David Crossley is Smarter Than You

This post was originally written in 2010. The points made remain true today. Houston Tomorrow remains active in promoting the same ideas as it did in 2010.

David Crossley, president of Houston Tomorrow (HT), demonstrates what happens when one drops context in an attempt to promote a political agenda:

Standard of living is basically about stuff and working hard to get it, while quality of life is about human thriving with vitality and contentedness. It just seems totally rational that an individual’s top priority should be the quality of his or her life followed by the quality of life of family and friends. In fact, it’s rational to want everybody to have a high quality of life.

For me the biggest leap forward toward sustainable societies would be if entities in the Houston region, the US, and the world set improving the quality of life as their top priority. Job creation and economic development will follow, but it would be much more about ‘better’ than about’‘more.’

Taken out of context, this might seem plausible. It is certainly possible to have a high standard of living and live a miserable life. The endless parade of celebrities making a mess of their lives provides ample evidence of this. However, taken out of context, just about anything might seem plausible.

For example, Crossley states that “it’s rational to want everybody to have a high quality of life.” Since I am not a misanthrope, I have no problem with others enjoying a high quality of life. Nor do I view the quality of life enjoyed by others as a threat to the quality of my life. But why should I care about his quality of life, or vice versa? Why should I, or anyone, care about the quality of life of strangers? And perhaps more importantly, what would this mean in terms of our own individual lives–how should we manifest this “care”?

We don’t have to look very far to find the answers. HT advocates, among other things, “smart growth” and “public transit.” On both of these issues–and many others–HT advocates the use of government coercion to achieve what it regards as “rational” ends. To HT, compelling you to act contrary to your own judgment is ultimately for your own good. As an example, see an article on their web site titled “Transit tax saves you money.” In other words, you aren’t smart enough to make such decisions on your own, nor is HT able to present an argument strong enough to convince you to act voluntarily. Instead, government must force you to act.

This is how Crossley believes that a high quality of life can be achieved. This, he believes, is rational.

But force is the antithesis of reason and the use of one’s rational faculty. Force negates reason, rendering one’s own judgment irrelevant. If you conclude that your money is best spent on a private automobile, Crossley doesn’t care–he knows best, and he intends to take your money to prove it. If you conclude that a particular use for your property is best, Crossley doesn’t care–he knows better and he will force you to include green space, set backs, and whatever else he deems necessary to create a “livable” development. That is “smart growth,” and if you don’t believe it, you can ponder your “indiscretions” while sitting in jail for violating his edicts.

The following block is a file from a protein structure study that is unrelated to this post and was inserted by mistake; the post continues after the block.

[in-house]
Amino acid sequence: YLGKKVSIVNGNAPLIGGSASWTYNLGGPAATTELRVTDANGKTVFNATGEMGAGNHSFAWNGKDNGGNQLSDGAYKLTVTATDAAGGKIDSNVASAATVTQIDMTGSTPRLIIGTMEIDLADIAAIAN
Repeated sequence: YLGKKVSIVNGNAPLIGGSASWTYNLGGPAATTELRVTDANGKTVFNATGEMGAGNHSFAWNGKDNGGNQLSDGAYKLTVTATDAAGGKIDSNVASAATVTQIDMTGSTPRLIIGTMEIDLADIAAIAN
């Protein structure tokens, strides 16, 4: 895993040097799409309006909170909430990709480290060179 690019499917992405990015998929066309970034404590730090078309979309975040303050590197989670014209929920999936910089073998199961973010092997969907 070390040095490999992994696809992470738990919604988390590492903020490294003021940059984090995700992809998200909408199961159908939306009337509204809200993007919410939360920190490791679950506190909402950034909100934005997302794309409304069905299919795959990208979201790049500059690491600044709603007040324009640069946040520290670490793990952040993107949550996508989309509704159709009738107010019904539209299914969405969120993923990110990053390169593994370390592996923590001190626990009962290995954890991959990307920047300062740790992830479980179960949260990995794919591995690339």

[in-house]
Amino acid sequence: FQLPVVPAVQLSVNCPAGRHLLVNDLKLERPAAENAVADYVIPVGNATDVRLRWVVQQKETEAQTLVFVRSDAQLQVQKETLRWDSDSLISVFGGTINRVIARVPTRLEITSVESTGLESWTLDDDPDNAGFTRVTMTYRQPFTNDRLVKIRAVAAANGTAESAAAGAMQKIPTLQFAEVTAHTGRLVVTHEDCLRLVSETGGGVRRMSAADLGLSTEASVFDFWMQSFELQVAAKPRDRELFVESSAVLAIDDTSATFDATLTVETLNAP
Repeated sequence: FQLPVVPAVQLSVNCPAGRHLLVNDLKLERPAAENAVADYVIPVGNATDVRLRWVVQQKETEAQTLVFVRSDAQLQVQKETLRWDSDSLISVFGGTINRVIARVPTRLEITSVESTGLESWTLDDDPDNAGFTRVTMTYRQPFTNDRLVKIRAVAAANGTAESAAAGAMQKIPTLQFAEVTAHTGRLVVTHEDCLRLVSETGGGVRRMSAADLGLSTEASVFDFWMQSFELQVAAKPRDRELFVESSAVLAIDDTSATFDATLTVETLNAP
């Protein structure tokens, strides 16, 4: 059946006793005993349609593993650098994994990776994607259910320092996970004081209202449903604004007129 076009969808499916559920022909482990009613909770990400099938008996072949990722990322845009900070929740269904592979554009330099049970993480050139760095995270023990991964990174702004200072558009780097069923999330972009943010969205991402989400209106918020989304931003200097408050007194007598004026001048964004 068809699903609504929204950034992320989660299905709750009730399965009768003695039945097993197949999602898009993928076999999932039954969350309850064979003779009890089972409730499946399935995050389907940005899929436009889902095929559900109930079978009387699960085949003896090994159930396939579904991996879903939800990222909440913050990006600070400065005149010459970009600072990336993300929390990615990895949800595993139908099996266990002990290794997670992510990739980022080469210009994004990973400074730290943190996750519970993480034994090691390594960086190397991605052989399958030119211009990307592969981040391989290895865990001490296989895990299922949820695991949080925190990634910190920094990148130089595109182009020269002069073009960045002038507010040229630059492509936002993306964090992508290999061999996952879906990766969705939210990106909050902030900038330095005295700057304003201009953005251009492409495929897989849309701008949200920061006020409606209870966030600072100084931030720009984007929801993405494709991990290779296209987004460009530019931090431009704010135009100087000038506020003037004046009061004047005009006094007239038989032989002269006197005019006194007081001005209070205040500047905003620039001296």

There is nothing smart about using force to impose one’s values upon others. There is nothing rational about replacing the syllogism with compulsion. If Crossley truly wants to promote the rational, I suggest that he try beating us with logic instead of a club.

2 comments to David Crossley is Smarter Than You

  • James

    Part of the problem is that the definition of “quality of life” is highly individual. We have different optional values. My grandfather grew up on a farm, and considers a day spent caring for pigs and chickens, repairing equipment, hoeing a garden, etc to be the best day possible. I consider a day spent in a museum collection, reading, and debating nuances of epistemology to be a fantastic day. Some people consider a day spent at swordplay, then feasting and drinking and telling stories long into the night to be fantastic. Others consider a day without the internet to be Hell on Earth. These views are often incompatible–to provide one is to preclude the others.

    Further, there is no way for a central planner to provide everyone with a high quality of life, because there’s no way for them to determine what that answer means. At best, they will approach it from the perspective of the average–and since the average is a mathematical abstraction and not a real person, all you end up doing is dissatisfying everyone and appealing to the lowest common denominator. You see this in every form of entertainment that attempts wide appeal, which is why so many TV shows, movies, and video games are flat, lifeless husks. (Literature, painting, sculpture, architecture, etc actively seek to alienate humans these days.)

    The only rational answer is to permit everyone to seek to maximize their own quality of life in a society that holds rights to be inviolate. We need not worry about anyone else’s quality of life, because our definition is not relevant to their life. Any other solution inevitably enshrines the average and offers as bloody sacrifice the lives of all the actual human beings in the society.

    • Brian Phillips

      I agree with you. But the David Crossley’s of the world think that they know better than others, and they want to impose their view of quality of life on everyone else.

      As you note, the central planners ultimately try to appeal to the lowest common denominator. More significantly, the innovators–the one’s who truly improve our quality of life by offering new products and services–are shackled and stifled. Not only are we forced to abide by the demands and dictates of the planners, we are forced to do without the life-enhancing values created by the innovators.